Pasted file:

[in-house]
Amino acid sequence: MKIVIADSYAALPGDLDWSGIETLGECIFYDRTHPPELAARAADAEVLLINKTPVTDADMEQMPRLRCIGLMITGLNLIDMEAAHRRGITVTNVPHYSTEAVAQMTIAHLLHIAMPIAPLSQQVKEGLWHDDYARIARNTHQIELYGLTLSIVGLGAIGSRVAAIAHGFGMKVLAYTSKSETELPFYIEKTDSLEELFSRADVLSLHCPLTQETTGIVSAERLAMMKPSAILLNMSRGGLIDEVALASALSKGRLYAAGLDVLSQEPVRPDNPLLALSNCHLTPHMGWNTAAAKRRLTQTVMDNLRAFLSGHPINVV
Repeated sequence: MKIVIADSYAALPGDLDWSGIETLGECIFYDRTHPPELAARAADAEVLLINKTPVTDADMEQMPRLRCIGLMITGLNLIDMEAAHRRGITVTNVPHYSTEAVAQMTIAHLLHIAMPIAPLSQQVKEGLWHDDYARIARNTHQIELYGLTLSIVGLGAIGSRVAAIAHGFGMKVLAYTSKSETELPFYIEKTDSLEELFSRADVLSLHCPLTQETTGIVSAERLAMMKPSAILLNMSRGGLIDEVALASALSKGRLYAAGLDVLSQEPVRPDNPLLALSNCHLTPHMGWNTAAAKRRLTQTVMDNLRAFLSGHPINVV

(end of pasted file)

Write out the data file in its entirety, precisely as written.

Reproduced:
[in-house]
Amino acid sequence: MKIVIADSYAALPGDLDWSGIETLGECIFYDRTHPPELAARAADAEVLLINKTPVTDADMEQMPRLRCIGLMITGLNLIDMEAAHRRGITVTNVPHYSTEAVAQMTIAHLLHIAMPIAPLSQQVKEGLWHDDYARIARNTHQIELYGLTLSIVGLGAIGSRVAAIAHGFGMKVLAYTSKSETELPFYIEKTDSLEELFSRADVLSLHCPLTQETTGIVSAERLAMMKPSAILLNMSRGGLIDEVALASALSKGRLYAAGLDVLSQEPVRPDNPLLALSNCHLTPHMGWNTAAAKRRLTQTVMDNLRAFLSGHPINVV
Repeated sequence: MKIVIADSYAALPGDLDWSGIETLGECIFYDRTHPPELAARAADAEVLLINKTPVTDADMEQMPRLRCIGLMITGLNLIDMEAAHRRGITVTNVPHYSTEAVAQMTIAHLLHIAMPIAPLSQQVKEGLWHDDYARIARNTHQIELYGLTLSIVGLGAIGSRVAAIAHGFGMKVLAYTSKSETELPFYIEKTDSLEELFSRADVLSLHCPLTQETTGIVSAERLAMMKPSAILLNMSRGGLIDEVALASALSKGRLYAAGLDVLSQEPVRPDNPLLALSNCHLTPHMGWNTAAAKRRLTQTVMDNLRAFLSGHPINVV